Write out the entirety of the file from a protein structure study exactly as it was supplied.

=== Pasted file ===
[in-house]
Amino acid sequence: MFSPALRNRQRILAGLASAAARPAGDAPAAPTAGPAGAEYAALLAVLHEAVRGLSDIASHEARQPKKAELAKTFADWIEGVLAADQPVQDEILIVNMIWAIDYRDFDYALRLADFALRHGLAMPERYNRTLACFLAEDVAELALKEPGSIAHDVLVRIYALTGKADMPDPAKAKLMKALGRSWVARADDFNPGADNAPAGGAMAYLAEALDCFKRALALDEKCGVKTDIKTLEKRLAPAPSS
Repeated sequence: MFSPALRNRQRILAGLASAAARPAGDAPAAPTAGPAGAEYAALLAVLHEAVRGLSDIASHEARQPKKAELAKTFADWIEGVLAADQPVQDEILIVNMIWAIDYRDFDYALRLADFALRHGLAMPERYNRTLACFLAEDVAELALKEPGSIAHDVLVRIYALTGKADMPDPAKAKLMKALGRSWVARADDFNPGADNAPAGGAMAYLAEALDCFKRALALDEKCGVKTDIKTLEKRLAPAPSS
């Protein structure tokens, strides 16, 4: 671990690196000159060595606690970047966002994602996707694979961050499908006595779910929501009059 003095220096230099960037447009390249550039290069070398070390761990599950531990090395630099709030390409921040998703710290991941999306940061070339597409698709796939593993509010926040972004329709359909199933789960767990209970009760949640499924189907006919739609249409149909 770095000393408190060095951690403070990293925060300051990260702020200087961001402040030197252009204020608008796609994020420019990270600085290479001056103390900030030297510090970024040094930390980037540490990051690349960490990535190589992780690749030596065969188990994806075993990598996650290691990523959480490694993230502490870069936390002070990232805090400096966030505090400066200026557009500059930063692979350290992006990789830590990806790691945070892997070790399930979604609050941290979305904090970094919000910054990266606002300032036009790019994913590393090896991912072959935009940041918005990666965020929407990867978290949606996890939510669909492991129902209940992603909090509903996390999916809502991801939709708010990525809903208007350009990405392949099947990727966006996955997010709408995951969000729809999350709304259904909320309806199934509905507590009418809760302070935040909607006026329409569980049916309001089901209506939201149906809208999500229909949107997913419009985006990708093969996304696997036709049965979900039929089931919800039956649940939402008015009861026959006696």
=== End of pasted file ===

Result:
[in-house]
Amino acid sequence: MFSPALRNRQRILAGLASAAARPAGDAPAAPTAGPAGAEYAALLAVLHEAVRGLSDIASHEARQPKKAELAKTFADWIEGVLAADQPVQDEILIVNMIWAIDYRDFDYALRLADFALRHGLAMPERYNRTLACFLAEDVAELALKEPGSIAHDVLVRIYALTGKADMPDPAKAKLMKALGRSWVARADDFNPGADNAPAGGAMAYLAEALDCFKRALALDEKCGVKTDIKTLEKRLAPAPSS
Repeated sequence: MFSPALRNRQRILAGLASAAARPAGDAPAAPTAGPAGAEYAALLAVLHEAVRGLSDIASHEARQPKKAELAKTFADWIEGVLAADQPVQDEILIVNMIWAIDYRDFDYALRLADFALRHGLAMPERYNRTLACFLAEDVAELALKEPGSIAHDVLVRIYALTGKADMPDPAKAKLMKALGRSWVARADDFNPGADNAPAGGAMAYLAEALDCFKRALALDEKCGVKTDIKTLEKRLAPAPSS
């Protein structure tokens, strides 16, 4: 671990690196000159060595606690970047966002994602996707694979961050499908006595779910929501009059 003095220096230099960037447009390249550039290069070398070390761990599950531990090395630099709030390409921040998703710290991941999306940061070339597409698709796939593993509010926040972004329709359909199933789960767990209970009760949640499924189907006919739609249409149909 770095000393408190060095951690403070990293925060300051990260702020200087961001402040030197252009204020608008796609994020420019990270600085290479001056103390900030030297510090970024040094930390980037540490990051690349960490990535190589992780690749030596065969188990994806075993990598996650290691990523959480490694993230502490870069936390002070990232805090400096966030505090400066200026557009500059930063692979350290992006990789830590990806790691945070892997070790399930979604609050941290979305904090970094919000910054990266606002300032036009790019994913590393090896991912072959935009940041918005990666965020929407990867978290949606996890939510669909492991129902209940992603909090509903996390999916809502991801939709708010990525809903208007350009990405392949099947990727966006996955997010709408995951969000729809999350709304259904909320309806199934509905507590009418809760302070935040909607006026329409569980049916309001089901209506939201149906809208999500229909949107997913419009985006990708093969996304696997036709049965979900039929089931919800039956649940939402008015009861026959006696």